HARUMI'S JAPANESE COOKING: Known as "Japan's Martha Stewart," Harumi Kurihara has a lifestyle magazine, a TV show and a line of cookware in her native country: stiff competition, indeed, for Ms. Stewart. But we North Americans can wholly benefit from this wonderful little cookbook, which makes Japanese cooking more than accessible and completely simple. "Harumi's Japanese Cooking" is divided into appropriate chapters, with entire sections devoted simply to rice, tofu or sushi - the staples of Japanese cooking. There are 75 recipes, and nearly all of them use ingredients that you can find in American grocery stores. Harumi's approach is simple but delicious, and always healthy. I personally find these recipes to be extremely easy to follow, easy to prepare and delicious to eat! So, if you love Japanese food and want to try making it at home, this book is the best place to start.
CRAZY ABOUT CUPCAKES: This book was featured on "Martha" and the presentation of these delicious confections alone is enough reason to buy this slim volume of sugary delights. The imagination behind the creation of these cupcakes is marvelous, and it yields spectacular results. To be honest, I've never made any of the recipes contained in this book, but it's one of those books that I just love looking at, thinking of my own creative cupcake ideas. Whether I make them or not is irrelevant. It's an inspirational little book, full of colour and ideas!
TARTAN: ROMANCING THE PLAID: This is another one that was featured on "Martha." This book on the use of tartan in history, fashion and interior decorating is a must-have for any afficionado of plaid. Being mostly Scottish, I couldn't really resist. It's a large, hardcover coffee-table book with luscious photographs of high-fashion plaid (Vivienne Westwood, Ralph Lauren, Alexander McQueen and Burberry) , plaid used in interior decorating schemes and a comprehensive history of how tartans first evolved in the 1400s in Scotland as a measure of tribal denotation. It is a glorious book: lush, lavish and informative.
TONY DUQUETTE: I think Tony Duquette must be the most unusual and fantastic designer that ever lived. He has designed the interiors of some of American's finest homes (including his own), bringing his elaborate, multi-layered visions to life with explosions of imagination. His ideas extended to Broadway stage design, Hollywood set design, department store boutiques, window displays, even outdoor rooms and gazebos. All of it is scrupulously recorded in this beautiful book. I find myself actually muttering "wow" when my eyes fall upon some of his designs. His legacy is inspirational, and so is this book
LAUNDRY: I know, I know...a book about laundry?? Yes, a book about laundry. Cheryl Mendelson pens probably the best known history of laundry to date. And it provides current information about the latest appliances for home laundry rooms, ironing techniques, stain-removal tips, problem solving strategies, tips for folding, sorting, washing by hand, dealing with natural and synthetic fabrics, and on and on. To be honest, I found it to be totally fascinating. Sad but true. I think the simple fact that a book this in-depth about the subject of laundry was ever published made me want to buy it. I think it's out of print, but I got my copy used for $5 from a private seller on Amazon. It's worth it. Now I can truly say that I know how to do the laundry. No excuses.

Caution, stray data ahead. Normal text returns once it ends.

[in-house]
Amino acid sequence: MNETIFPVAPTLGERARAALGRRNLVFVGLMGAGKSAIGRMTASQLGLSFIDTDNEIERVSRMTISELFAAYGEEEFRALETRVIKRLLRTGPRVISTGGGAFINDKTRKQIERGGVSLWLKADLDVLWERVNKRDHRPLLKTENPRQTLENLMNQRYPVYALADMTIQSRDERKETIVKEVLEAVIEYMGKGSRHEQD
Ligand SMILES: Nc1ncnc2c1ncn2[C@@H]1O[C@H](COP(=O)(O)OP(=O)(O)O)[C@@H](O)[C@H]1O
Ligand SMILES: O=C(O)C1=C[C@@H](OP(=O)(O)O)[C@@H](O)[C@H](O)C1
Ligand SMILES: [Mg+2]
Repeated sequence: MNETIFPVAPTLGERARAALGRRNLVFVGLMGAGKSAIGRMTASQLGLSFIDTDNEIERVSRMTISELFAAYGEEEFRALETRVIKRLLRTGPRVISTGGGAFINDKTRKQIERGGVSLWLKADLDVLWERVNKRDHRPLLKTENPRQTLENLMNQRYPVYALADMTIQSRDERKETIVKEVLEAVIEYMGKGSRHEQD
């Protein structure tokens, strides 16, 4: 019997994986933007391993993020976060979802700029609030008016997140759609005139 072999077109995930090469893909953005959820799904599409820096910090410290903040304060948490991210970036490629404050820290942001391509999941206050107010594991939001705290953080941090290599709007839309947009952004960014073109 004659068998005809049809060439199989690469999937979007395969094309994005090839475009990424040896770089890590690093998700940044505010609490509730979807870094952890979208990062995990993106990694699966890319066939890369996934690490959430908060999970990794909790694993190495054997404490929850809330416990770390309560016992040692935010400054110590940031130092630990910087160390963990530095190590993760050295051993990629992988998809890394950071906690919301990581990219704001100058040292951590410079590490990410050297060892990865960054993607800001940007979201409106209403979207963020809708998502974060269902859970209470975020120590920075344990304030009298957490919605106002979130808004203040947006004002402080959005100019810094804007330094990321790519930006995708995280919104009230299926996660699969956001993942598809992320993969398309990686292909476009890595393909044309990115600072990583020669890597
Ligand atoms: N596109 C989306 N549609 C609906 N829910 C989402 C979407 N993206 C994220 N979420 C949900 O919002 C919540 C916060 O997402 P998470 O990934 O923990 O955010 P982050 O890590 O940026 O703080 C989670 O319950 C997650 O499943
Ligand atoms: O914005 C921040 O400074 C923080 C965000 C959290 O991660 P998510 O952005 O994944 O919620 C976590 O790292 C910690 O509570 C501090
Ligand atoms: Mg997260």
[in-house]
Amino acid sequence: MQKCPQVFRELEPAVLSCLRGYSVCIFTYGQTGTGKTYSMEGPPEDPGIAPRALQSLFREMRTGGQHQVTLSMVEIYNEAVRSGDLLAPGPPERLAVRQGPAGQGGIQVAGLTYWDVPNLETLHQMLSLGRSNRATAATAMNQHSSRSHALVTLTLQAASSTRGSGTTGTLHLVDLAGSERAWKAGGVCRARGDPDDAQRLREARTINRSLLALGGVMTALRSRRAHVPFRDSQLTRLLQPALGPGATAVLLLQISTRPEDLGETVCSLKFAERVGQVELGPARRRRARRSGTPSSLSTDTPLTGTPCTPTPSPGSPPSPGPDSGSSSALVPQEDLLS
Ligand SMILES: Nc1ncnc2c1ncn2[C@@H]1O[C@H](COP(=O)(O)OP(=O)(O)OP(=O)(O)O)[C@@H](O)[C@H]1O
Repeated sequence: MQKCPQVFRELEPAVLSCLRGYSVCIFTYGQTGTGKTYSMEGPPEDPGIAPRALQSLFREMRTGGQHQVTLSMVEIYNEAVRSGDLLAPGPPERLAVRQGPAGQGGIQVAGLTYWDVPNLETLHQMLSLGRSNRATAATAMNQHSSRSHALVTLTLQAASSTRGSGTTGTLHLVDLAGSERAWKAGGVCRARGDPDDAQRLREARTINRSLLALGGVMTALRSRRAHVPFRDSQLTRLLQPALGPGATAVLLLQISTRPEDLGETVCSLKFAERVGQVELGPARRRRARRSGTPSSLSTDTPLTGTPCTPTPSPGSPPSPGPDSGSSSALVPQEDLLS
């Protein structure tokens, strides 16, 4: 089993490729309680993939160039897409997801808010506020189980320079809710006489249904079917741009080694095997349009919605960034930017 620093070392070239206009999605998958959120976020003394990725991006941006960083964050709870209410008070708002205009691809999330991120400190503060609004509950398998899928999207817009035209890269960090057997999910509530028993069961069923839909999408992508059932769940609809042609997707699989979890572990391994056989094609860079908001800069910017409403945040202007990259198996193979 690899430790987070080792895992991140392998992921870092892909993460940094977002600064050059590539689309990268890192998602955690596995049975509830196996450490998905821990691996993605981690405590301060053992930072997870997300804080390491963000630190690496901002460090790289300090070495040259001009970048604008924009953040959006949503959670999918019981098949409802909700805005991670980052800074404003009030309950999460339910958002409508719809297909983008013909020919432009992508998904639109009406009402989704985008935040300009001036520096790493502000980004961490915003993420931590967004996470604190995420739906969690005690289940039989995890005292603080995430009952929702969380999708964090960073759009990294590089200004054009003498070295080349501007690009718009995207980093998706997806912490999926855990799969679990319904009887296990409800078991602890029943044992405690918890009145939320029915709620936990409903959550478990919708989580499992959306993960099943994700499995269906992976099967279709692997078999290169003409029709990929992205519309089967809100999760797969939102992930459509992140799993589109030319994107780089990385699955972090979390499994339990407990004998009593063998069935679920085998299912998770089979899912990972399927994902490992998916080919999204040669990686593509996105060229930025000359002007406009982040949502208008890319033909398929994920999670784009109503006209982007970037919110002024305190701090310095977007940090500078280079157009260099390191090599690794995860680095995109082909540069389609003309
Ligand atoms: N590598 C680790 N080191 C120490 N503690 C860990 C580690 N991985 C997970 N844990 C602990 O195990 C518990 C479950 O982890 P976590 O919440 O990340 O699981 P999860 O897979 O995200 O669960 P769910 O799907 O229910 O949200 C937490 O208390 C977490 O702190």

FINDING BETTY CROCKER: Oh, Betty Crocker. If only you were real. This amazing book traces the history of America's "First Lady of the Kitchen" from her beginnings in 1927 as a figment of a businessman's imagination right up to the present as a corporate icon. Most fascinating of all: she never actually existed. Actresses played her role on one of the most popular radio shows in American history during the 1930s. They played her on TV too. Her 'portrait' changed over the years to reflect the woman of the times. I won't spoil it all for you, but this book reveals all the secrets behind one of the most brilliant and groundbreaking branding exercises ever conceived. The book is both a business account and a revelatory tale of a new kind of feminism. (And I can't help but wonder if one hundred years from now Martha Stewart will exist in a similar branded form.)
THE FORTUNE COOKIE CHRONICLES: Did you know that the fortune cookie is an American invention? Or that 'chicken balls' do not exist in actual Chinese cuisine? Did you know there is no such thing as 'red sauce' or 'chicken chow mein' in China? "The Fortune Cookie Chronicles" is a fun book about the history of American-Chinese restaurants, the immigrant experience in America and the rise of Chinese food as the second most popular American take-out order after pizza. Jennifer Lee does a fantastic job of exploring the history of fast-food Chinese in North American culture and even provides a list of the best American-Chinese restaurants in North America to try.